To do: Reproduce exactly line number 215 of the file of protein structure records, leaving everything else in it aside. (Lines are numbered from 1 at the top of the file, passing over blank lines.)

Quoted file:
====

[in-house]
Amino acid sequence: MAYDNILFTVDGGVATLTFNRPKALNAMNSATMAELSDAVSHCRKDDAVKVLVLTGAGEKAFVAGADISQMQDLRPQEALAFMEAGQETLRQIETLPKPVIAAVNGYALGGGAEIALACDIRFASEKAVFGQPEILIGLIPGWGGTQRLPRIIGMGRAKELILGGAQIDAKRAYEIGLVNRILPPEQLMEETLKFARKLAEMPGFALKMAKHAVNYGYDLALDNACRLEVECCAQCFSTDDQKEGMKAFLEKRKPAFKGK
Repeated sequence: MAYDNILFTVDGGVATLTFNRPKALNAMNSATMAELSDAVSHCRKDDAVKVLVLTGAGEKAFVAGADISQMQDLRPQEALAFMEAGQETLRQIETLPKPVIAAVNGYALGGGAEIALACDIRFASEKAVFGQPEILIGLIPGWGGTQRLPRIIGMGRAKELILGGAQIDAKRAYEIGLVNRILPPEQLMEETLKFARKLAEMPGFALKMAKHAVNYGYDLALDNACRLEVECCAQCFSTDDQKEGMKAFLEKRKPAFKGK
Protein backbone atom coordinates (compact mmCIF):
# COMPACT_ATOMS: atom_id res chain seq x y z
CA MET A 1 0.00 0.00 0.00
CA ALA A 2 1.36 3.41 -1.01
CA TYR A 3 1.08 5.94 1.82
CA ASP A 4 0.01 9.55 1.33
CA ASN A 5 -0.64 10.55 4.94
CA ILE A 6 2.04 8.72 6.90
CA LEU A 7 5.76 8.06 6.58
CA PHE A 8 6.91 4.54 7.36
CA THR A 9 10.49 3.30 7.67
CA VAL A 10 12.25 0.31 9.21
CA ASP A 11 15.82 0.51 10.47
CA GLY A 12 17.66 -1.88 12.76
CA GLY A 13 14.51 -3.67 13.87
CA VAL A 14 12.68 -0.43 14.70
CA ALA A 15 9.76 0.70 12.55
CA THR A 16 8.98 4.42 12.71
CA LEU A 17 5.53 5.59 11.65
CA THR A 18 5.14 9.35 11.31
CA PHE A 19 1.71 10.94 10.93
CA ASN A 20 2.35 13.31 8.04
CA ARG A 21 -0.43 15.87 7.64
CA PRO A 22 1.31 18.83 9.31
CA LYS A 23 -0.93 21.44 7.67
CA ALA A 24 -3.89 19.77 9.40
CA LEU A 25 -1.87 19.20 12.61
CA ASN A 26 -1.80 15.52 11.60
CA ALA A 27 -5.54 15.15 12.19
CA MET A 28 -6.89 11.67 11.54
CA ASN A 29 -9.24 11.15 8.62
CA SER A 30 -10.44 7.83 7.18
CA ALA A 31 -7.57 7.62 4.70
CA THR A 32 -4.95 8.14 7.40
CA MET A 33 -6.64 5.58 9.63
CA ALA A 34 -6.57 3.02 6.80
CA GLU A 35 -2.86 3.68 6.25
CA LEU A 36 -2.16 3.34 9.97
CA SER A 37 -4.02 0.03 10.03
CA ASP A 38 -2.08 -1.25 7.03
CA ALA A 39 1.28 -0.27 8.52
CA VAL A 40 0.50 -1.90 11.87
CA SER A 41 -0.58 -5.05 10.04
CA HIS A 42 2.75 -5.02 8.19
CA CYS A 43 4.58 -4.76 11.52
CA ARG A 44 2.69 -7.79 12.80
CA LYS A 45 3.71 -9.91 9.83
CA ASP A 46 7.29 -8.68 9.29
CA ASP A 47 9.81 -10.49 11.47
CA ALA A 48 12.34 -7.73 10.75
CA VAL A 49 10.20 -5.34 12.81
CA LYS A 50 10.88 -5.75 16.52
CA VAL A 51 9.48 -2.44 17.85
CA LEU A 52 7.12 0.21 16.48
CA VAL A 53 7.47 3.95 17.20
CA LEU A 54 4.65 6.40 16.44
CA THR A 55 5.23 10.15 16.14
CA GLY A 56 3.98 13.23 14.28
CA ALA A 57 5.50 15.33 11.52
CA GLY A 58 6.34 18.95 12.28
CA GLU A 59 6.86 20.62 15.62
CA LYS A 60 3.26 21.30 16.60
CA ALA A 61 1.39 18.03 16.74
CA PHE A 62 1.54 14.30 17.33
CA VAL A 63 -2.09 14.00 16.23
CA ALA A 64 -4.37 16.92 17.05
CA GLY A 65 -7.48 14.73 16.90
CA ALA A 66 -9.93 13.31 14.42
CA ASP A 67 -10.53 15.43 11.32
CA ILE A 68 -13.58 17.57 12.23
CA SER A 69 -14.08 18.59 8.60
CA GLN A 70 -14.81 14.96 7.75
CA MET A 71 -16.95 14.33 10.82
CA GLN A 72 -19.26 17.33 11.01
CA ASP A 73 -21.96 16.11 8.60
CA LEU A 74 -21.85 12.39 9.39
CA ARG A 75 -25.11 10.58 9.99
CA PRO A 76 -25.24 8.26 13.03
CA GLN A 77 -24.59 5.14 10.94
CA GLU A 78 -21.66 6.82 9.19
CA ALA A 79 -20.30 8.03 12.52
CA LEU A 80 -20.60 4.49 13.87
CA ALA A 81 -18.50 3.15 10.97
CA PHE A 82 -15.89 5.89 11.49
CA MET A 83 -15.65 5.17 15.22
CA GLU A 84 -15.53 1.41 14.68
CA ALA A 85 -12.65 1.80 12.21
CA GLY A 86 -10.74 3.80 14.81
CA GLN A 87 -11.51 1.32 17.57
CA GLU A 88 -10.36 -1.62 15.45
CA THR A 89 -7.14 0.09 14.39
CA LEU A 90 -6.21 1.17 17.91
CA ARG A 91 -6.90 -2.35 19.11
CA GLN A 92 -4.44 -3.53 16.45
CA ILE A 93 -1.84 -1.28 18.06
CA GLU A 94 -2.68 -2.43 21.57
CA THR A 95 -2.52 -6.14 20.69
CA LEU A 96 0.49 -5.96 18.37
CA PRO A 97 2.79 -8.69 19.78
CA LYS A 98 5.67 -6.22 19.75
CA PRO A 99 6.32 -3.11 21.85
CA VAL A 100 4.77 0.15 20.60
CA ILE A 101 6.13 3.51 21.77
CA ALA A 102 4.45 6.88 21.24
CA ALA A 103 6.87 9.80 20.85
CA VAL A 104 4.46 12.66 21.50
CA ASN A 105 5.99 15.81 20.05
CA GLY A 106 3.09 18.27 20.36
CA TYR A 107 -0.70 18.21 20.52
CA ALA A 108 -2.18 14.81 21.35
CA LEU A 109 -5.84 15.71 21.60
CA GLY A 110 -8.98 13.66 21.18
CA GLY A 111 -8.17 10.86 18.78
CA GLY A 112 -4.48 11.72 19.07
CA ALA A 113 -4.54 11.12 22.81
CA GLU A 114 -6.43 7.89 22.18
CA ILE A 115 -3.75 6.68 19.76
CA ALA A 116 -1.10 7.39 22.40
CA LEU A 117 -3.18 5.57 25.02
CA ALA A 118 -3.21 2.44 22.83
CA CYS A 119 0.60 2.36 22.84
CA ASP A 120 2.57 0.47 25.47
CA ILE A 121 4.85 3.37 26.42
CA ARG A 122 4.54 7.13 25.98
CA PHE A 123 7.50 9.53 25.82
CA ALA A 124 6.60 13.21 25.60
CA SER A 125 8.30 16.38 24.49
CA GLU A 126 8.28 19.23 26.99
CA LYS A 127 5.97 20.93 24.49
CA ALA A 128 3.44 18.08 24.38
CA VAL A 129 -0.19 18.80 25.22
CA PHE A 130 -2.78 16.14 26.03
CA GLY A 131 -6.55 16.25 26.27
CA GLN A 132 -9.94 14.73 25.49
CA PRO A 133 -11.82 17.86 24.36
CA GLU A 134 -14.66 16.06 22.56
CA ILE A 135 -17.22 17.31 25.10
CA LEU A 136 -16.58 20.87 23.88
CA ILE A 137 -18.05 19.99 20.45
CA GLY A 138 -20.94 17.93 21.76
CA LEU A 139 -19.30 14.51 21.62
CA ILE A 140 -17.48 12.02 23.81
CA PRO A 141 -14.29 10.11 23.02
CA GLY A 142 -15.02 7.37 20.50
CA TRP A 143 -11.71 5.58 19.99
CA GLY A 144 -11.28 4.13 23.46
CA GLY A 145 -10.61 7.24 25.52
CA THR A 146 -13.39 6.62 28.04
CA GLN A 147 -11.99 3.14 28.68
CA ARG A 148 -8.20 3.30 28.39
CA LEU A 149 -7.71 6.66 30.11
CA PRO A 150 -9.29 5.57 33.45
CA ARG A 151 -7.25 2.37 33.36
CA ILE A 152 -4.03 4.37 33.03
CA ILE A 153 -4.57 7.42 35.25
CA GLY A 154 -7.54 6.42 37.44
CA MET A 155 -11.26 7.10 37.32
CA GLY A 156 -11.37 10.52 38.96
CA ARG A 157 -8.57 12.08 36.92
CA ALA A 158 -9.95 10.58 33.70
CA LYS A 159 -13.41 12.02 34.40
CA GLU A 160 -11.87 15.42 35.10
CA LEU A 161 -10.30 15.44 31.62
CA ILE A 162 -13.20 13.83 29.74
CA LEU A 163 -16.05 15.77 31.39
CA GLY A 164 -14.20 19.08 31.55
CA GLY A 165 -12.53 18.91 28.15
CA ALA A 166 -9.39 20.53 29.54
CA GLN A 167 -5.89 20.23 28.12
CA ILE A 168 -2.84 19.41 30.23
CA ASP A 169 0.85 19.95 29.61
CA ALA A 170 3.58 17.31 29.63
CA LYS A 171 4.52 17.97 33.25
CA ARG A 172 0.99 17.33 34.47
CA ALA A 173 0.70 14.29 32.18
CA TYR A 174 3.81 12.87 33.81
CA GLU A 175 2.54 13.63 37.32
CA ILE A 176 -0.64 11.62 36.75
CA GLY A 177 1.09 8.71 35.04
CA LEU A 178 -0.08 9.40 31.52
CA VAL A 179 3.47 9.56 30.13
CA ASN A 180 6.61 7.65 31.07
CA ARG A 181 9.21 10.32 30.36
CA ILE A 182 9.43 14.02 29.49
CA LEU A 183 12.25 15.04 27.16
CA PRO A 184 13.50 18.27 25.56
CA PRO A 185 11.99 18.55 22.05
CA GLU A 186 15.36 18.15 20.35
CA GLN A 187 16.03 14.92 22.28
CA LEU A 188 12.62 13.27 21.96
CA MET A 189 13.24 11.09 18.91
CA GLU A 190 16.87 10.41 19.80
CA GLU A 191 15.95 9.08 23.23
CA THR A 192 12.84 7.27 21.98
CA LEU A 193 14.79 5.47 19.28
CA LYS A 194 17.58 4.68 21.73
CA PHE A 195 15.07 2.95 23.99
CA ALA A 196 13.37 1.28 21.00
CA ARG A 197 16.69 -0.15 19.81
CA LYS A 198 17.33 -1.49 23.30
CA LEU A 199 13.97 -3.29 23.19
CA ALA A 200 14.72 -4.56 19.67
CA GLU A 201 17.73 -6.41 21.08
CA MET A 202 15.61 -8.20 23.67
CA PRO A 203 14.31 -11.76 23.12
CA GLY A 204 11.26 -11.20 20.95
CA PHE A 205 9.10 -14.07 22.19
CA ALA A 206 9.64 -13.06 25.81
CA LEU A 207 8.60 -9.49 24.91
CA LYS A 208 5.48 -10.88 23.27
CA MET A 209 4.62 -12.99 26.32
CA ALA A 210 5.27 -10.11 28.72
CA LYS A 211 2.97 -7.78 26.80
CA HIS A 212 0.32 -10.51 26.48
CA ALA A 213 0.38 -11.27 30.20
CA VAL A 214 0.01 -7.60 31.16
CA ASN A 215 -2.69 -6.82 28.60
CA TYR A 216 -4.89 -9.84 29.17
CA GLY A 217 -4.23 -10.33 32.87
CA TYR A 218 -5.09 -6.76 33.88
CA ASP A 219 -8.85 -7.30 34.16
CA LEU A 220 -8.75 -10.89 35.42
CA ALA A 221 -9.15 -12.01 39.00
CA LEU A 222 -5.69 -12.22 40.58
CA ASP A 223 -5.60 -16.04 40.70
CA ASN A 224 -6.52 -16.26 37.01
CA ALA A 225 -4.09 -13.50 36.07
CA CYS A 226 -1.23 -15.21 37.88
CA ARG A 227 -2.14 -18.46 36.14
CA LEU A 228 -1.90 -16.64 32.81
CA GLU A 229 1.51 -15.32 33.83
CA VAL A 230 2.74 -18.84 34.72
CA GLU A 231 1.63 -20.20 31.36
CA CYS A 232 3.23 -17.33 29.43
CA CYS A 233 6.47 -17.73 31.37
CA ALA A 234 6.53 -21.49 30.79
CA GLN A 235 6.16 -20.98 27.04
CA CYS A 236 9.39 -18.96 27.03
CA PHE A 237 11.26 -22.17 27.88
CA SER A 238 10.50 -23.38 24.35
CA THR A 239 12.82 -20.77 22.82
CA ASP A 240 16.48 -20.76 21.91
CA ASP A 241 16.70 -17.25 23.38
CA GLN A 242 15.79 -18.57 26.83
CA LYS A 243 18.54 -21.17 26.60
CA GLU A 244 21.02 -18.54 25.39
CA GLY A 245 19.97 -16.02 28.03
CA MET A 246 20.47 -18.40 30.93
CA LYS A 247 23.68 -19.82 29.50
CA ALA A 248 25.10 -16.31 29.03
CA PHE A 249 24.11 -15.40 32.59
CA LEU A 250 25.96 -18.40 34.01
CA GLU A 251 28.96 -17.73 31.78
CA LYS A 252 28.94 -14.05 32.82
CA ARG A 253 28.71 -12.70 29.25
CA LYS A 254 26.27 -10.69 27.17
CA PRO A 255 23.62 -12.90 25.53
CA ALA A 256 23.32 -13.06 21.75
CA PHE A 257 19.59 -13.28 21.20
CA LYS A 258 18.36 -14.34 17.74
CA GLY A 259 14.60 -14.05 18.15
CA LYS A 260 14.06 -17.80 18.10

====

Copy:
CA ALA A 210 5.27 -10.11 28.72